On appeal, Celanese raised an argument it had not made in the trial below – that the contractor was liable for consciously disregarding an obligation to investigate what it hit in a pipeline corridor and rectify any damage. The court of appeals refused to consider this argument since it was not raised below, and the sole issue to be decided on appeal was whether the trial court erred as a matter of law that there was no arranger liability. But the court went on to state that even if the argument had been raised below, it is a losing one. The court stated: “We hold that Celanese’s consciously disregarded allegations do not establish arranger liability under CERCLA.” This was because the court found that conscious disregard of a duty to investigate is not tantamount to intentionally taking steps to arrange for the disposal of methanol.
In reaching its decision in this case, Celanese Corporation v. Martin K. Eby Construction Company, 620 F.3d 529 (5th Cir. 2010), the Fifth Circuit relied heavily upon the decision of the U.S. Supreme Court in the case of Burlington Northern & Santa Fe Ry. Co. v. United States, 129 S.Ct. 1870 (2009) which held that an entity’s knowledge that its action will result in a spill or leak is insufficient, by itself, to establish arranger liability; instead, the entity must take “intentional steps” or “plan for” the disposal of the hazardous substance. The Fifth Circuit concluded: “Hence, under Burlington, Eby is liable as an arranger only if it took intentional steps or planned to release methanol from the Celanese Pipeline.” The record in the case, said the court, didn’t support a finding of intentional damage to the pipeline, but only showed that the backhoe operator knew it had struck something but didn’t know what. In a nicely explained final summation the court explained its holding as follows:
“The district court found, and Celanese does not dispute, that Eby did not intentionally damage the pipeline. In fact, Eby did not even know that it had struck a pipeline; it only knew that it had struck something with a backhoe. Still, Celanese insists that Eby intentionally took steps to dispose of methanol by disregarding its obligations to investigate the incident and backfilling the excavated area where the incident had occurred. In other words, Celanese argues that Eby's conscious disregard of its duty to investigate is tantamount to intentionally taking steps to dispose of methanol. Burlington, however, precludes liability under these circumstances. In Burlington, the Court declined to impose arranger liability for a defendant with more culpable mens rea. The defendant had actually arranged to ship hazardous chemicals under conditions that it knew would result in the spilling of a portion of the hazardous substance by the purchaser or common carrier. See Burlington, 129 S.Ct. at 1880. Given that there was no arranger liability under those circumstances, we fail to see how we can impose such liability here when Eby did not even know that it had struck the Celanese pipeline. Therefore, we hold that Eby is not liable as an arranger under CERCLA.”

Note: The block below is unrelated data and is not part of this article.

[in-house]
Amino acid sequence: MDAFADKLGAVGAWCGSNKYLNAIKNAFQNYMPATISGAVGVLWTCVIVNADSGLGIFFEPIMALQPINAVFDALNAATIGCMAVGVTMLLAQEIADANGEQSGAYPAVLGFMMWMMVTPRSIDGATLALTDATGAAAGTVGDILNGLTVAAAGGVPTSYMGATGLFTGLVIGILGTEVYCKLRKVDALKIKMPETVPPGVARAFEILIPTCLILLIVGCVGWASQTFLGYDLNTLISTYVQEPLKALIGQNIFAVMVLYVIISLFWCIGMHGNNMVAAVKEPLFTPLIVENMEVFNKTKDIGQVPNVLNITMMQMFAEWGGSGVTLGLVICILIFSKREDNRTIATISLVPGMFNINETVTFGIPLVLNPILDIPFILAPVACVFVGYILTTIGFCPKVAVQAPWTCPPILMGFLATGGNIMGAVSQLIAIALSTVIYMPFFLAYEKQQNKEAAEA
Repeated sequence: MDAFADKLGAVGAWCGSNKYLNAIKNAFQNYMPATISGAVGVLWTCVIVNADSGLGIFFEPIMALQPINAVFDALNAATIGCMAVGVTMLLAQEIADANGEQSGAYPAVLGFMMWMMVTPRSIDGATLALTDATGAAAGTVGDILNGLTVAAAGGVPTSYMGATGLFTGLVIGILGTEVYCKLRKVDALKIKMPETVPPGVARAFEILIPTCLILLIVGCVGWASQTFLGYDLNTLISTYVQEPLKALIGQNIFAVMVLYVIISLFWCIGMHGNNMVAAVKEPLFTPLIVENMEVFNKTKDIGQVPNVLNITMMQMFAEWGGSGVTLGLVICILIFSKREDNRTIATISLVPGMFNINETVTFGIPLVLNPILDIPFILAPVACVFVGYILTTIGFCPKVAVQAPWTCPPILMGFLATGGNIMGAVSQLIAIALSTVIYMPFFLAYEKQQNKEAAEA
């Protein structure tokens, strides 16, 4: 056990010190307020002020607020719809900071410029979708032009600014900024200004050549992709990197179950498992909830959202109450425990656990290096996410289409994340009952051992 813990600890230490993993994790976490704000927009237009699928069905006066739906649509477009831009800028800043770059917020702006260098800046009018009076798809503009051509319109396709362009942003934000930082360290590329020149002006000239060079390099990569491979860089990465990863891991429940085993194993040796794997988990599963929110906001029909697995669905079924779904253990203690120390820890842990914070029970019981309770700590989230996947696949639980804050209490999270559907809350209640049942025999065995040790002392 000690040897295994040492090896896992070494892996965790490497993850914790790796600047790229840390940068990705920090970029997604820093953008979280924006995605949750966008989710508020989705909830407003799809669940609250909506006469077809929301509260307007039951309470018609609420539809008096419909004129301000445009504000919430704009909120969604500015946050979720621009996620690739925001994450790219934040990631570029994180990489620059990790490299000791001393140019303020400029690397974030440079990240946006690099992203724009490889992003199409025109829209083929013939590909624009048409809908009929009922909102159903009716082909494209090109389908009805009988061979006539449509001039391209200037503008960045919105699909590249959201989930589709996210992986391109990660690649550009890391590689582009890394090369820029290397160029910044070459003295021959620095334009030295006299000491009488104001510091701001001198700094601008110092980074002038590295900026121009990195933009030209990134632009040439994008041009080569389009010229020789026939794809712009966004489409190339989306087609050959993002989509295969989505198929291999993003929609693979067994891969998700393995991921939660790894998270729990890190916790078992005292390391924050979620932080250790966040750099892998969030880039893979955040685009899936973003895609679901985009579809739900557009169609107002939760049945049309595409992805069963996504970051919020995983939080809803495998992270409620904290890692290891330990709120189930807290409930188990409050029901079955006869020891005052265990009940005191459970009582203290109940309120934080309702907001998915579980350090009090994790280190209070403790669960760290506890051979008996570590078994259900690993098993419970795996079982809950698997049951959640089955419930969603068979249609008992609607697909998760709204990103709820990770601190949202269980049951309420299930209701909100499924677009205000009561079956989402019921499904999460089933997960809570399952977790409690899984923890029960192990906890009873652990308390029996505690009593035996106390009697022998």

Having found the contractor was not liabile for arranger liability under CERCLA, the court also held there to be no liability under the state statute, SWDA, since the Texas Supreme Court had instructed that the federal court should look to “federal case law for guidance in interpreting the term “otherwise arranged” to dispose of solid waste, which is not defined in either SWDA or CERLA.”
Comment: This is an important decision, applying the principles set forth by the U.S. Supreme Court in the case of Burlington Northern & Santa Fe Ry. Co. v. United States. It is refreshing to see that common sense and reason are being applied by the courts in interpreting these environmental statutes. The federal and state environmental protection agencies misconstrued CERCLA for many years in lawsuits alleging strict liability against individuals and companies where there was no evidence of any intent or plan to arrange for the disposal of hazardous substances. One of my early American Bar Association (ABA) presentations, after I left the U.S. Environmental Protection Agency (EPA) where I had been an attorney with the General Counsel’s Office for five years, was entitled “Superfund: Is it Super? Does it Fund?” My cynical conclusions expressed in my paper stood the test of time and are still good reading if you are so inclined.
Government Contractor Defense not Available to Bar Katrina Class Action Suit against Firm that provided Excavation and Remediation Services on Canal